Official Husker Locker Blog
2010 Oct 31
NU-MU Report Card
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OFFENSIVE PLAYER OF THE GAME: Running back Roy Helu. It's probably too late for Helu to make a push for first-team All Big 12 – those spots seem reserved for Daniel Thomas and Kendall Hunter – but he'll always this one game, one of the best in Husker history, on a huge stage. Helu was awesome Saturday, a combination of speed, power, agility and patience. All of his skills were on display.
DEFENSIVE PLAYER OF THE GAME: Defensive tackle Jared Crick. Mannned up. Crick played his best, most consistent game of his career against a big-name opponent. He repeatedly flushed Missouri quarterback Blaine Gabbert out of the pocket and toward the sidelines. Crick also played a huge role in slowing down Mizzou's running game. Overall, he had seven tackles and a sack.
QUARTERBACK: C Taylor Martinez had a terrific first quarter, completing 5 of 5 passes for 101 yards. He didn't play well at all in the second quarter, losing yards while trying to scramble around, taking bad sacks and finally getting hurt, leaving with a bone bruise. Martinez was trying too hard Saturday. Zac Lee played the second half. He didn't turn it over, and he hit one big pass to Kyler Reed.
RUNNING BACK: A+ Helu broke the school record, while Rex Burkhead provided a few carries and Tyler Legate blocked well when he was in the game.
OFFENSIVE LINE: A Barney's Boys mauled all over the joint, pushing around the Tigers' defensive front with regularity. Mizzou wasn't big or agile enough to get around some of the Huskers' big trucks. In pass protection Nebraska was a little shakier, especially in the first half, but Martinez's scrambling around and indecision did them no favors.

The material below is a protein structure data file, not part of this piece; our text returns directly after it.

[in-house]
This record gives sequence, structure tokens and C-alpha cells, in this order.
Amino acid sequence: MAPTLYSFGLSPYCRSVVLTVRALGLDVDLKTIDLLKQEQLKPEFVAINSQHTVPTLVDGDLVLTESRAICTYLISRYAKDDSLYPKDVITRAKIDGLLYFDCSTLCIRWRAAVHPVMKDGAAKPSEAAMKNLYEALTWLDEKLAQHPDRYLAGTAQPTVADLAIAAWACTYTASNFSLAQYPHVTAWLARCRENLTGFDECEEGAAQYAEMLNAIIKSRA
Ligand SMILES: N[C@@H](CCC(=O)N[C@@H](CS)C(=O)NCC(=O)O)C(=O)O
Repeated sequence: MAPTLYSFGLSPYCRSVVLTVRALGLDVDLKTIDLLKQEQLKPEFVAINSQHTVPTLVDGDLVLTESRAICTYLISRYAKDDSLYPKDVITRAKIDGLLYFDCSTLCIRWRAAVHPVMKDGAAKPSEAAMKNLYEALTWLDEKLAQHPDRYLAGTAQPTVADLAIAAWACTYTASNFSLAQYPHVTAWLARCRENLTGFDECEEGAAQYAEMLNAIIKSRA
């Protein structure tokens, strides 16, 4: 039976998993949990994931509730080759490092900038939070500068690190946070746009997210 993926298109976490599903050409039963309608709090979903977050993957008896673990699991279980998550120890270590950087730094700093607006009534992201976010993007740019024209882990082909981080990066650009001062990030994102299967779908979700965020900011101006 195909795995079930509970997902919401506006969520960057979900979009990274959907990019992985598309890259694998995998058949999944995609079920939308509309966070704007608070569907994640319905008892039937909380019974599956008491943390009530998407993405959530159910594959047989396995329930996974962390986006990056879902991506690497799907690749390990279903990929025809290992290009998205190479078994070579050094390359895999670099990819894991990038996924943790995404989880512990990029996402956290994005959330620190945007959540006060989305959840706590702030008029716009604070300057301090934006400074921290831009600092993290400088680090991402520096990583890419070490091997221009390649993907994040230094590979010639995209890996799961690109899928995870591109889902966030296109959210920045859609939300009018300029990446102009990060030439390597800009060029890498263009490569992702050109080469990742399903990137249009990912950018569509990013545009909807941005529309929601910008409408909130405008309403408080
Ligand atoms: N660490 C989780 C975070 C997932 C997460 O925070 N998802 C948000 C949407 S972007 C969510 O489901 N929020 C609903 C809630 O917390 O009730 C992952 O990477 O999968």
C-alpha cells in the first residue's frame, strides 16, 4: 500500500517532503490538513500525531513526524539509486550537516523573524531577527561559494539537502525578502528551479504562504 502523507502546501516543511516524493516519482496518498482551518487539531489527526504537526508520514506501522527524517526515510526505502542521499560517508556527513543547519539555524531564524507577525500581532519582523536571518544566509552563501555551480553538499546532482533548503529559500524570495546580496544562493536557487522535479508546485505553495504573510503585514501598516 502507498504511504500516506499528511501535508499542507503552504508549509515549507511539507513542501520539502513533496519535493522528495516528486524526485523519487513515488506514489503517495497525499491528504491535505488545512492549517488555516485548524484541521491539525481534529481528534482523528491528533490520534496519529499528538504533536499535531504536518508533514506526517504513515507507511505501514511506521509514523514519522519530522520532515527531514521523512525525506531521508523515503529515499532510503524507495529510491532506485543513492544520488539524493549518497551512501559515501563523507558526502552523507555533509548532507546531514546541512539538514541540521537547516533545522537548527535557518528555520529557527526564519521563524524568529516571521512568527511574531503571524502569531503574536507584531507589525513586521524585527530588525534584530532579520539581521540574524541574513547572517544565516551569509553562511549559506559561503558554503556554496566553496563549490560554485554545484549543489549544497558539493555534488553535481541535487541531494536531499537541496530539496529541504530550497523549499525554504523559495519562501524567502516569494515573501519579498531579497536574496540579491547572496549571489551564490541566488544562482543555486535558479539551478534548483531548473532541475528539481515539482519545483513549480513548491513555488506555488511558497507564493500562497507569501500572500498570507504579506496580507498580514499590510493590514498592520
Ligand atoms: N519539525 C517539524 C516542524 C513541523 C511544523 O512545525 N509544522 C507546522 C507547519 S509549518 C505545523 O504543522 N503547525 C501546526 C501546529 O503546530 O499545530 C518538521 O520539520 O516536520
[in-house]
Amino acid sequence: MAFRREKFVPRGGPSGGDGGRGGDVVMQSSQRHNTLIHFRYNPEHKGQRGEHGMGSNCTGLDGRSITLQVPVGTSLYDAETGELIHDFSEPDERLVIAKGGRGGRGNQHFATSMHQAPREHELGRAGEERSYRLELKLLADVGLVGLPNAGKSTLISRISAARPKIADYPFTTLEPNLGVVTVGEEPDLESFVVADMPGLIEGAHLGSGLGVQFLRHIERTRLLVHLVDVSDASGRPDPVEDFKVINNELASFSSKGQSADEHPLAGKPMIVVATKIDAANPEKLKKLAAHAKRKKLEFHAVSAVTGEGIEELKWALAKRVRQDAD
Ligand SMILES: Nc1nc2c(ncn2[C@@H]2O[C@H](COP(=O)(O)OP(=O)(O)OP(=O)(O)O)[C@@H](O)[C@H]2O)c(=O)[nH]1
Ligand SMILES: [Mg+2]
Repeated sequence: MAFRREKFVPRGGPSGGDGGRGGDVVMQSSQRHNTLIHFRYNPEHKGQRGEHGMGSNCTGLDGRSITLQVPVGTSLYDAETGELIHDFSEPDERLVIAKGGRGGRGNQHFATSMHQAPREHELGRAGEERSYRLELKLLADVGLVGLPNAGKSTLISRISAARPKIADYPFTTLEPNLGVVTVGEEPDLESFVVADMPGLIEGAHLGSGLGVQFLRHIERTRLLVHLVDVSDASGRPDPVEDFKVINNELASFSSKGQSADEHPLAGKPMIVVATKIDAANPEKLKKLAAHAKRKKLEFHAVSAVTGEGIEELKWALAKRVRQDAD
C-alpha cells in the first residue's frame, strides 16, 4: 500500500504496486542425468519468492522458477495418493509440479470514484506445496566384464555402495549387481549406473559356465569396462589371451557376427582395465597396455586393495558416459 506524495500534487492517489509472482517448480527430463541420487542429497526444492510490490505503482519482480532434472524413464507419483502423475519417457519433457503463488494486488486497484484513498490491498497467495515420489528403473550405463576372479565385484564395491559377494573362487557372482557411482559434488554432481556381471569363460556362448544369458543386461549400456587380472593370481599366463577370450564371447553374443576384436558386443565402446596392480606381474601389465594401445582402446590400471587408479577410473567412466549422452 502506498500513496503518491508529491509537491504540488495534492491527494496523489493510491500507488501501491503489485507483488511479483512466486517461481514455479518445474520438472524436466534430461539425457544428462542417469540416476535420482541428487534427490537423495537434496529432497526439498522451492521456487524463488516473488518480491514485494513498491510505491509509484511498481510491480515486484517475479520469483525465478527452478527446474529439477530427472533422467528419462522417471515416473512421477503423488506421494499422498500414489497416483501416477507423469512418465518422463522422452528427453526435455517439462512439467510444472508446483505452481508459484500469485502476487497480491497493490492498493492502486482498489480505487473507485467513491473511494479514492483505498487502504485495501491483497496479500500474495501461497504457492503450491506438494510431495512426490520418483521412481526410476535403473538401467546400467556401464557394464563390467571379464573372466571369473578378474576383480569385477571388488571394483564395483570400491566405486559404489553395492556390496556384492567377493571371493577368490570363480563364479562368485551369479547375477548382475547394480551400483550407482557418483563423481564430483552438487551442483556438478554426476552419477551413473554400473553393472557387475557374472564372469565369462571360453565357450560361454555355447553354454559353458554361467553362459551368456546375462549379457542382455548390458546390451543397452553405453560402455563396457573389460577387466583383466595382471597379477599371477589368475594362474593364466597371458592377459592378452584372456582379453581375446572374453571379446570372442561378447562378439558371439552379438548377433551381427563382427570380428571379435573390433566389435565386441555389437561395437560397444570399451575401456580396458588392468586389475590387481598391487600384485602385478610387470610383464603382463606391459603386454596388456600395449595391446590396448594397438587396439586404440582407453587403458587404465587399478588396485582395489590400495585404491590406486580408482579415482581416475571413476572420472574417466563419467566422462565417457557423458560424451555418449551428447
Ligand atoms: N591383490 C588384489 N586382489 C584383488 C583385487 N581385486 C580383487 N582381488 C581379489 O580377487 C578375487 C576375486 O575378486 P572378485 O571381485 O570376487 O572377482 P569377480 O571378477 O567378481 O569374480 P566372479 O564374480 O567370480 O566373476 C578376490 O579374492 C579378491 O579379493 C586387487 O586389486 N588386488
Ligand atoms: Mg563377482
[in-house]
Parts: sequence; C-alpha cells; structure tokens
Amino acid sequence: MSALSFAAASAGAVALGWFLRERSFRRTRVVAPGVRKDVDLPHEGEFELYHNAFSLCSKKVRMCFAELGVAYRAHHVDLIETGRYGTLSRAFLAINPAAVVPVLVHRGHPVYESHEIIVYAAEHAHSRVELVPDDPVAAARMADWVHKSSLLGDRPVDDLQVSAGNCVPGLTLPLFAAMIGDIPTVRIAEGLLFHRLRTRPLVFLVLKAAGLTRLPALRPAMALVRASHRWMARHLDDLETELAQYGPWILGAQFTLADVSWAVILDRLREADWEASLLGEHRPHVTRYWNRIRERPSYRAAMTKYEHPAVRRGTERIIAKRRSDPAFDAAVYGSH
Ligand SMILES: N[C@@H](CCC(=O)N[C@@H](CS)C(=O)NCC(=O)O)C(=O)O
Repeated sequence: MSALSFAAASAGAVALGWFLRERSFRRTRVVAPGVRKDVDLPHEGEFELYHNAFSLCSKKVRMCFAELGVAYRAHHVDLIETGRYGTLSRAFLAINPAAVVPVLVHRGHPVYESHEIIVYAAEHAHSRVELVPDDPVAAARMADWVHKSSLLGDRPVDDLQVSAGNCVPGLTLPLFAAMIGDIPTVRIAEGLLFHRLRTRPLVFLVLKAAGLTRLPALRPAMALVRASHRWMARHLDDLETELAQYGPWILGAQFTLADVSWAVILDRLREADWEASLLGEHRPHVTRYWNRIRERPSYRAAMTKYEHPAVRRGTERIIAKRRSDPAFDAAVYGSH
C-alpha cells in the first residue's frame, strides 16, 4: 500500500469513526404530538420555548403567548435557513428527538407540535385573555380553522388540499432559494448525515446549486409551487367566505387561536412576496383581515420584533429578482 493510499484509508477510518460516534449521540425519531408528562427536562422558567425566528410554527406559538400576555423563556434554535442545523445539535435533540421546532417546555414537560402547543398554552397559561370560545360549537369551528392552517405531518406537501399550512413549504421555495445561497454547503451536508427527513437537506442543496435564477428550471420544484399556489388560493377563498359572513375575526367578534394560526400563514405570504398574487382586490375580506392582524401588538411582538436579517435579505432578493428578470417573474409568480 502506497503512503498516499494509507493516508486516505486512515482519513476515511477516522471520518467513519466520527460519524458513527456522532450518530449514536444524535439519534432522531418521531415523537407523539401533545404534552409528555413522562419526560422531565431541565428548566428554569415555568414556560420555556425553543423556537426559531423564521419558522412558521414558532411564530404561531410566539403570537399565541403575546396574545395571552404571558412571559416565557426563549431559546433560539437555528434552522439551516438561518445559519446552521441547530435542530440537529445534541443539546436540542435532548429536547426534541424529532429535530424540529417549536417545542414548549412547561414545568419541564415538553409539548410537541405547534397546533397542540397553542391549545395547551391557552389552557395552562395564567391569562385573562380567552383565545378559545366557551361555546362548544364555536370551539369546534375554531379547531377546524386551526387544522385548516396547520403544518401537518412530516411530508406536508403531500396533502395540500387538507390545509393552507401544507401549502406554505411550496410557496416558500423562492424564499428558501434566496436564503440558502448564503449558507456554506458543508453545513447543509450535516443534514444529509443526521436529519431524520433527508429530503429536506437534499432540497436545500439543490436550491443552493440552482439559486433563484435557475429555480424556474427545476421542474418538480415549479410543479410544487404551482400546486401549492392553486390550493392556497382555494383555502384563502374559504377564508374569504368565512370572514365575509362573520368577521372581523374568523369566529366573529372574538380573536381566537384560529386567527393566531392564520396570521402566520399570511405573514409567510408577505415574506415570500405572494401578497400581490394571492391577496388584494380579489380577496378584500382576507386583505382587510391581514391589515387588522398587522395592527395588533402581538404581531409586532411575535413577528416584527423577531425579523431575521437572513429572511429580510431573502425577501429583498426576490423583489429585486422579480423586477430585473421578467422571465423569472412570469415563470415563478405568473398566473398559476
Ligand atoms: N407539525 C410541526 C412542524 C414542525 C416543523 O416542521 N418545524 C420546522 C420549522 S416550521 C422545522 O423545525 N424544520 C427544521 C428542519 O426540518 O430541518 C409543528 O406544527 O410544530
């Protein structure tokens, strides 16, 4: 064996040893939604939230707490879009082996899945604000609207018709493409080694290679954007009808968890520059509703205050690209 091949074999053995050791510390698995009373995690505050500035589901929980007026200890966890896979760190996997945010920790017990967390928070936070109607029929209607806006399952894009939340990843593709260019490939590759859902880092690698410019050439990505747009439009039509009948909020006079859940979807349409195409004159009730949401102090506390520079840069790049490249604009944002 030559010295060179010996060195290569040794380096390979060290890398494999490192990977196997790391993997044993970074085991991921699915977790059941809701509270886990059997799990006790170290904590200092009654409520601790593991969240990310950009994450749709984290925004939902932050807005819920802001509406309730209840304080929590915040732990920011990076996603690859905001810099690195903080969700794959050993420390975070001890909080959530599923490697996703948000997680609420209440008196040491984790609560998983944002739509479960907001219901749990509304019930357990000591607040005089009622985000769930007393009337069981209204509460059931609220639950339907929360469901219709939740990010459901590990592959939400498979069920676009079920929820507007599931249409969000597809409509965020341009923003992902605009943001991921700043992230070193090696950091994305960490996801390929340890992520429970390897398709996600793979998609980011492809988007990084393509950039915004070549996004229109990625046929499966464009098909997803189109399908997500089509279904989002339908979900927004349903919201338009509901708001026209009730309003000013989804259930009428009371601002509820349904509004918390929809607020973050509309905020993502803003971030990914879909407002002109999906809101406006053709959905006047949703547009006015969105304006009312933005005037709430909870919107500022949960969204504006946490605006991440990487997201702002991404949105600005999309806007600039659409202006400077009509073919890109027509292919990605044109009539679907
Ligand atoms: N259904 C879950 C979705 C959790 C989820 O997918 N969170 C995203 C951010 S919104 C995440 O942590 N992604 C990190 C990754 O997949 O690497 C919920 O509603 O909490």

WIDE RECEIVERS/TIGHT ENDS: B+ Strong blocking on the edge from Niles Paul and Brandon Kinnie, while Ben Cotton cleaned up at tight end. Reed caught two passes, one of which went for a touchdown. He's quickly becoming one of the Huskers' best receiving threats, and certainly the best downfield threat.
DEFENSIVE LINE: A Asked to stuff the Tigers' running game and pressure Gabbert, they did just that. Special kudos to Cameron Meredith and Kevin Thomsen for learning a stand-up linebacker role this week and playing it without too many busts. Dumb helmet-to-helmet penalty by Meredith that needlessly extended a Missouri drive by a few plays. The unit overall lost contain a few times, but Gabbert's scrambles downfield weren't entirely their fault.
LINEBACKER: B- LaVonte David was again active and around the ball – until Gabbert started scrambling. David has to come back to the ball in some of those situations and find the ball carrier. He did a nice job of covering Mizzou's Micheal Egnew, however.
SECONDARY: B Considering everything involved – three new players on the field, a complex passing offense to defend, long plays that featured Gabbert running out and around the pocket on nearly every snap – they did about as well as could be expected against the pass. Against the run, corners Ciante Evans and Prince Amukamara have fight back toward the ball and slow the guy down. But Mizzou never hit a deep pass, and that's saying something.
SPECIAL TEAMS: B Adi Kunalic's kickoffs were a lifesaver – seven touchbacks! - while NU's kickoff return average of 28 yards per tote was solid, as well. The punt coverage was poor. The Huskers fielded punts, for the most part, OK.
GAME MANAGEMENT/PLAYCALLING: A Great coaching staffs know when to make it count, and Nebraska most certainly did Saturday. Offensive coordinator Shawn Watson called a brilliant first quarter, while Bo and Carl Pelini crafted a special, effective defense to slow down Mizzou's running game. NU botched the coin flip by electing to kick instead of deferring, but that's the fault of the captains on the field, not the coaches. The best-called game of the year in our estimation.
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